Yes, indeed, I read another tree book. In fact, I read another tree book by one of my favorite tree-hugging authors, Germany’s Peter Wohlleben. This one, The Heartbeat of Trees: Embracing Our Ancient Bond with Forests and Nature (2021), is the English translation of his latest book from 2019. It’s theme is that we are not so removed from trees (and the rest of life on earth) as we make ourselves out to be, and that it behooves us to listen to them and care for them as part of our family of living, thinking beings.
The book has some really comforting sections, along with simple and fun ways to remind ourselves of our connections to nature and the forest. I think that’s the part I enjoyed the best. There are reminders to breathe, listen, and observe when amongst our tree friends, not just plow through our hikes like we have to meet some goal of efficiency. Plus, Wohlleben shares scientific evidence of how being out in nature contributes to both the health and wellbeing of humans. Don’t you forget that!
A lot of the book made me incredibly sad, however. Alas, there are no, make that zero, examples of untouched old-growth forests in Europe. Humans have messed with that land so much that even the very old forests that do exist were originated by humans planting them in the past few hundred years.
Worse, foresters aren’t necessarily out there protecting the trees and looking out for their best interests, in Europe or in the Americas. No, they are “managing” forests for productivity. I think I read enough passages on cutting down ancient trees, clear-cutting entire forests, and strip mining to last me for a long time.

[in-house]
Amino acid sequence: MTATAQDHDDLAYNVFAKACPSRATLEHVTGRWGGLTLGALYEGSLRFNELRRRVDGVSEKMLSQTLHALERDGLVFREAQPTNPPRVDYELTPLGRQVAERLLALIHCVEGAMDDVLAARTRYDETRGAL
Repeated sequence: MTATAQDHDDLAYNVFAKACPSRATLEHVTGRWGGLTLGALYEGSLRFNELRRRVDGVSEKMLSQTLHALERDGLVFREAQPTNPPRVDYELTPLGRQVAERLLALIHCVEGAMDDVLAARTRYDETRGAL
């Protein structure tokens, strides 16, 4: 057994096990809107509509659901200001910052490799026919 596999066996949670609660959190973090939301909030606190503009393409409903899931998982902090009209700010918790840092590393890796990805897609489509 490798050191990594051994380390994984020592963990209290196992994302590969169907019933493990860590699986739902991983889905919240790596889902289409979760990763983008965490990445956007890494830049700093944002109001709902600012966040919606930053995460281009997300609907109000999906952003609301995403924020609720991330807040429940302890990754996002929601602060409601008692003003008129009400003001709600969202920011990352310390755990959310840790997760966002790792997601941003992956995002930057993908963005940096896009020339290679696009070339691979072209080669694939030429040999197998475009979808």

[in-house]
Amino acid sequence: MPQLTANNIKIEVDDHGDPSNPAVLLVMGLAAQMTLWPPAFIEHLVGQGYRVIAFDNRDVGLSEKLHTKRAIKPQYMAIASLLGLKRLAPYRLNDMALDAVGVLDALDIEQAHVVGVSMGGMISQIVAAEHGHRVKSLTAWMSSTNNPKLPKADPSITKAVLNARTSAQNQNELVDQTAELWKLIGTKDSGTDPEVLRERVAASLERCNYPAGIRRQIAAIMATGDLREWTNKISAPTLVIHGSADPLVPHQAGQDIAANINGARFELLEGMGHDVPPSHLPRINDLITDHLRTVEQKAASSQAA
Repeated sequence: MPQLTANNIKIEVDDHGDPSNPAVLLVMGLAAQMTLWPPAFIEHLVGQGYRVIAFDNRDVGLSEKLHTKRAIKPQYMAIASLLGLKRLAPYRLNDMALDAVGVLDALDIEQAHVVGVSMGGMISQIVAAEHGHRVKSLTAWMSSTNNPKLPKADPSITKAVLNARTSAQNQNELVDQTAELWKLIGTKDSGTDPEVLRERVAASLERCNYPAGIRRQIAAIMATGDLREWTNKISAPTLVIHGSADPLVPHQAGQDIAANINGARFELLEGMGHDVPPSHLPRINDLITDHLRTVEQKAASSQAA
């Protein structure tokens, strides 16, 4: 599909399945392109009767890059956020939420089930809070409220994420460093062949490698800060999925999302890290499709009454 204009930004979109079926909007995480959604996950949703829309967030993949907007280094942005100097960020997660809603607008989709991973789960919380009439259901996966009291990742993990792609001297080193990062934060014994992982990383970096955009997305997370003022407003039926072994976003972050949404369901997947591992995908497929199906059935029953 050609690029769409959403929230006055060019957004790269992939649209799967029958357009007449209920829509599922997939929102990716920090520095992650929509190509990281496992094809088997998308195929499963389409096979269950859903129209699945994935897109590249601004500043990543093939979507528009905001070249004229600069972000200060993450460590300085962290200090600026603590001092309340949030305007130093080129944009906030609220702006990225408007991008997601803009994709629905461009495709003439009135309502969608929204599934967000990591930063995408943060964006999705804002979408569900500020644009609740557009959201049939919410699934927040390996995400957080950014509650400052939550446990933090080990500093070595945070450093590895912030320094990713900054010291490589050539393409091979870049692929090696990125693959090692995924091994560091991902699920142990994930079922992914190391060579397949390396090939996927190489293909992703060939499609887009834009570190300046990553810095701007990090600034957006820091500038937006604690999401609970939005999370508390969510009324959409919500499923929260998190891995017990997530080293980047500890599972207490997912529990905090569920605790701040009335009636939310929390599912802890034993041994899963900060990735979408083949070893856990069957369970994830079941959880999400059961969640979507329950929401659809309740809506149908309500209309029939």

Now, Wohlleben is no fool, and he points out that we need trees to be harvested (you know, so his books can get printed, and such). He’s not unrealistic; he just thinks it would be worth it to come up with some management techniques that are more respectful of trees, kinder to the environment, and supportive of all the life that surrounds forests. Just because something’s small and insignificant to us (like a mold, an insect, or a fungus) doesn’t mean it has no role in the balance of life. You probably know that, of course. I’m just saying it, because I’m all filled with righteous indignation.
We aren’t all lucky enough to have our own woods (and I certainly don’t have any old-growth forests at the Hermits’ Rest, either, just some old trees in pastures, where they can’t reproduce because of mowing), so the ones that are out there to be shared with our fellow humans and others are treasures. This book tells us about how some people are working to make things better, and that’s hopeful. The fact that governments and industries are not convinced that using up every resource we have isn’t a good idea is NOT hopeful, though.
You’ll learn a lot of you read The Heartbeat of Trees, and my hope is that it gets you to pay attention to your surroundings, wherever you are, and to do whatever you can to help the earth maintain a healthy balance for all of its inhabitants. You will also have a more global viewpoint, since he focuses on Europe as well as North America.